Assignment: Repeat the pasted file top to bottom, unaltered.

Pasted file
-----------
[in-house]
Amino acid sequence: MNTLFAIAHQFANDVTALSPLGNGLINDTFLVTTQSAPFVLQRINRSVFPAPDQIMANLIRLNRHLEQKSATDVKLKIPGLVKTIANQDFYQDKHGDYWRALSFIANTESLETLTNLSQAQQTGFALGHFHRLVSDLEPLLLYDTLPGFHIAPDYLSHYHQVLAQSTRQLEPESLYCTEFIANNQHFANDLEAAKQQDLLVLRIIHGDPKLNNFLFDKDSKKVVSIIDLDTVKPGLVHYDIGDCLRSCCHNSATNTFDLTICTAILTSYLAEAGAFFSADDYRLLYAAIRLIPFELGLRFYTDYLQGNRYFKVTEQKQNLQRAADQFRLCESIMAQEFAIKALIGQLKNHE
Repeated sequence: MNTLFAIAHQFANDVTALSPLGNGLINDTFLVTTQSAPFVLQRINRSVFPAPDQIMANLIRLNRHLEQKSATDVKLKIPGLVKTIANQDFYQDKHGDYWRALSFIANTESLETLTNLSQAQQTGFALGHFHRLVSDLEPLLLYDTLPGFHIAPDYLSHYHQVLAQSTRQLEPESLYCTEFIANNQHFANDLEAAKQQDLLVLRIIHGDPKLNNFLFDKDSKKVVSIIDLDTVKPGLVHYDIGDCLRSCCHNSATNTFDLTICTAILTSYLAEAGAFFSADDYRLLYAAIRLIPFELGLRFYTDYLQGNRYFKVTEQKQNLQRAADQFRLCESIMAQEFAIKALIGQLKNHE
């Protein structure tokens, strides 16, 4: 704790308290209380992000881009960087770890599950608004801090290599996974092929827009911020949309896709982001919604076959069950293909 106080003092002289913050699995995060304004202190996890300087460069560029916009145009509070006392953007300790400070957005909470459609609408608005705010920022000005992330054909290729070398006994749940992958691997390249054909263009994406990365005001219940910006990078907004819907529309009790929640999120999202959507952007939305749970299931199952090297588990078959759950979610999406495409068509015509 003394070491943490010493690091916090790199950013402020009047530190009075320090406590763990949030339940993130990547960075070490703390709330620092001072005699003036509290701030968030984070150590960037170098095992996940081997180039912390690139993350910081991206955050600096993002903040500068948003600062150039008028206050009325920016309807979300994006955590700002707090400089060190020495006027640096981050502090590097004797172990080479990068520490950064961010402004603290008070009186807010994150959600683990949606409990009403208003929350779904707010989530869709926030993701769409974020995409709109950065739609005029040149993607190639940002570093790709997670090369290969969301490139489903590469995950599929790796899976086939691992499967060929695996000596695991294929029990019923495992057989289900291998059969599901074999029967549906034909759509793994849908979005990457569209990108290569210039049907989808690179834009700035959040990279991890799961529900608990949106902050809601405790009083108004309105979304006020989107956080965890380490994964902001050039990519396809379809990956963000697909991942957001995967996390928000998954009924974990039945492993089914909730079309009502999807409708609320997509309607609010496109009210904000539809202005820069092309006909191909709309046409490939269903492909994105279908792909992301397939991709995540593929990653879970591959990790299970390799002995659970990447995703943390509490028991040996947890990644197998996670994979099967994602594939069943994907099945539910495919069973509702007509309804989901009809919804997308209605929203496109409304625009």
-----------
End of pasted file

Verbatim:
[in-house]
Amino acid sequence: MNTLFAIAHQFANDVTALSPLGNGLINDTFLVTTQSAPFVLQRINRSVFPAPDQIMANLIRLNRHLEQKSATDVKLKIPGLVKTIANQDFYQDKHGDYWRALSFIANTESLETLTNLSQAQQTGFALGHFHRLVSDLEPLLLYDTLPGFHIAPDYLSHYHQVLAQSTRQLEPESLYCTEFIANNQHFANDLEAAKQQDLLVLRIIHGDPKLNNFLFDKDSKKVVSIIDLDTVKPGLVHYDIGDCLRSCCHNSATNTFDLTICTAILTSYLAEAGAFFSADDYRLLYAAIRLIPFELGLRFYTDYLQGNRYFKVTEQKQNLQRAADQFRLCESIMAQEFAIKALIGQLKNHE
Repeated sequence: MNTLFAIAHQFANDVTALSPLGNGLINDTFLVTTQSAPFVLQRINRSVFPAPDQIMANLIRLNRHLEQKSATDVKLKIPGLVKTIANQDFYQDKHGDYWRALSFIANTESLETLTNLSQAQQTGFALGHFHRLVSDLEPLLLYDTLPGFHIAPDYLSHYHQVLAQSTRQLEPESLYCTEFIANNQHFANDLEAAKQQDLLVLRIIHGDPKLNNFLFDKDSKKVVSIIDLDTVKPGLVHYDIGDCLRSCCHNSATNTFDLTICTAILTSYLAEAGAFFSADDYRLLYAAIRLIPFELGLRFYTDYLQGNRYFKVTEQKQNLQRAADQFRLCESIMAQEFAIKALIGQLKNHE
């Protein structure tokens, strides 16, 4: 704790308290209380992000881009960087770890599950608004801090290599996974092929827009911020949309896709982001919604076959069950293909 106080003092002289913050699995995060304004202190996890300087460069560029916009145009509070006392953007300790400070957005909470459609609408608005705010920022000005992330054909290729070398006994749940992958691997390249054909263009994406990365005001219940910006990078907004819907529309009790929640999120999202959507952007939305749970299931199952090297588990078959759950979610999406495409068509015509 003394070491943490010493690091916090790199950013402020009047530190009075320090406590763990949030339940993130990547960075070490703390709330620092001072005699003036509290701030968030984070150590960037170098095992996940081997180039912390690139993350910081991206955050600096993002903040500068948003600062150039008028206050009325920016309807979300994006955590700002707090400089060190020495006027640096981050502090590097004797172990080479990068520490950064961010402004603290008070009186807010994150959600683990949606409990009403208003929350779904707010989530869709926030993701769409974020995409709109950065739609005029040149993607190639940002570093790709997670090369290969969301490139489903590469995950599929790796899976086939691992499967060929695996000596695991294929029990019923495992057989289900291998059969599901074999029967549906034909759509793994849908979005990457569209990108290569210039049907989808690179834009700035959040990279991890799961529900608990949106902050809601405790009083108004309105979304006020989107956080965890380490994964902001050039990519396809379809990956963000697909991942957001995967996390928000998954009924974990039945492993089914909730079309009502999807409708609320997509309607609010496109009210904000539809202005820069092309006909191909709309046409490939269903492909994105279908792909992301397939991709995540593929990653879970591959990790299970390799002995659970990447995703943390509490028991040996947890990644197998996670994979099967994602594939069943994907099945539910495919069973509702007509309804989901009809919804997308209605929203496109409304625009």